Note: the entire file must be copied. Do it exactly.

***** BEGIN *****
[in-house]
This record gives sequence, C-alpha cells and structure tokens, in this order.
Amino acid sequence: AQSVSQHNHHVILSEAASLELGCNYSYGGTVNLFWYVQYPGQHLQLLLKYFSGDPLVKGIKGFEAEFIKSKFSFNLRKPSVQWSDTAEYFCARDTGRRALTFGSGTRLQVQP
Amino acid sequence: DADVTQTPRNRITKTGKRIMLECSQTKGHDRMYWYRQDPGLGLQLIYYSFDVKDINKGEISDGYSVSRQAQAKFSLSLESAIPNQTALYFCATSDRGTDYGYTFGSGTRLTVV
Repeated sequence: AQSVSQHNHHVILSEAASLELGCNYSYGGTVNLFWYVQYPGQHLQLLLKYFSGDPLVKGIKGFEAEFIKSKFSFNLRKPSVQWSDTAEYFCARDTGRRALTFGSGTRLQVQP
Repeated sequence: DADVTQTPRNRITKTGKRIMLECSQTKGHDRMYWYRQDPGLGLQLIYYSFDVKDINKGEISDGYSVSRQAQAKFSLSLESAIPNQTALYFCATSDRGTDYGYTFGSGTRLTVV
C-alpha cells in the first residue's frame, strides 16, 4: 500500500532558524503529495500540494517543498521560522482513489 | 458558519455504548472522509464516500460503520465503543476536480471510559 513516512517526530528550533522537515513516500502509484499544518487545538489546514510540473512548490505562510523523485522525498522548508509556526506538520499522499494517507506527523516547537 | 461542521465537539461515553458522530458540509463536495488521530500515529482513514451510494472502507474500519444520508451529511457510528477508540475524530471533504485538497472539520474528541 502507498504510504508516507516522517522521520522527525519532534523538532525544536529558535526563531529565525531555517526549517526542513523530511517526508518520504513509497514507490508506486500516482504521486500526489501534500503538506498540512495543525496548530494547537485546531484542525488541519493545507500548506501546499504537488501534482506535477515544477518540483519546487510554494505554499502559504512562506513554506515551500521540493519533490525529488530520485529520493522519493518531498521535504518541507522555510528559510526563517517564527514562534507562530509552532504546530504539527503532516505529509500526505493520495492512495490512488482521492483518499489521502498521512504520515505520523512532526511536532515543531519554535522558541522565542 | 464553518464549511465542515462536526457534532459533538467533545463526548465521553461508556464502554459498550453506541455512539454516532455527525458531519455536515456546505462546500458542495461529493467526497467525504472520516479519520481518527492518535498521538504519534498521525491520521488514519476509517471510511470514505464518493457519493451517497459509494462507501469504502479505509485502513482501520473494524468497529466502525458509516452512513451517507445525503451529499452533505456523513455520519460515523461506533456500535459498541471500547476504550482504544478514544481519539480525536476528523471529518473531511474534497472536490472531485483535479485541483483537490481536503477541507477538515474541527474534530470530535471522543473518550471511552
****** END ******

[in-house]
This record gives sequence, C-alpha cells and structure tokens, in this order.
Amino acid sequence: AQSVSQHNHHVILSEAASLELGCNYSYGGTVNLFWYVQYPGQHLQLLLKYFSGDPLVKGIKGFEAEFIKSKFSFNLRKPSVQWSDTAEYFCARDTGRRALTFGSGTRLQVQP
Amino acid sequence: DADVTQTPRNRITKTGKRIMLECSQTKGHDRMYWYRQDPGLGLQLIYYSFDVKDINKGEISDGYSVSRQAQAKFSLSLESAIPNQTALYFCATSDRGTDYGYTFGSGTRLTVV
Repeated sequence: AQSVSQHNHHVILSEAASLELGCNYSYGGTVNLFWYVQYPGQHLQLLLKYFSGDPLVKGIKGFEAEFIKSKFSFNLRKPSVQWSDTAEYFCARDTGRRALTFGSGTRLQVQP
Repeated sequence: DADVTQTPRNRITKTGKRIMLECSQTKGHDRMYWYRQDPGLGLQLIYYSFDVKDINKGEISDGYSVSRQAQAKFSLSLESAIPNQTALYFCATSDRGTDYGYTFGSGTRLTVV
C-alpha cells in the first residue's frame, strides 16, 4: 500500500532558524503529495500540494517543498521560522482513489 | 458558519455504548472522509464516500460503520465503543476536480471510559 513516512517526530528550533522537515513516500502509484499544518487545538489546514510540473512548490505562510523523485522525498522548508509556526506538520499522499494517507506527523516547537 | 461542521465537539461515553458522530458540509463536495488521530500515529482513514451510494472502507474500519444520508451529511457510528477508540475524530471533504485538497472539520474528541 502507498504510504508516507516522517522521520522527525519532534523538532525544536529558535526563531529565525531555517526549517526542513523530511517526508518520504513509497514507490508506486500516482504521486500526489501534500503538506498540512495543525496548530494547537485546531484542525488541519493545507500548506501546499504537488501534482506535477515544477518540483519546487510554494505554499502559504512562506513554506515551500521540493519533490525529488530520485529520493522519493518531498521535504518541507522555510528559510526563517517564527514562534507562530509552532504546530504539527503532516505529509500526505493520495492512495490512488482521492483518499489521502498521512504520515505520523512532526511536532515543531519554535522558541522565542 | 464553518464549511465542515462536526457534532459533538467533545463526548465521553461508556464502554459498550453506541455512539454516532455527525458531519455536515456546505462546500458542495461529493467526497467525504472520516479519520481518527492518535498521538504519534498521525491520521488514519476509517471510511470514505464518493457519493451517497459509494462507501469504502479505509485502513482501520473494524468497529466502525458509516452512513451517507445525503451529499452533505456523513455520519460515523461506533456500535459498541471500547476504550482504544478514544481519539480525536476528523471529518473531511474534497472536490472531485483535479485541483483537490481536503477541507477538515474541527474534530470530535471522543473518550471511552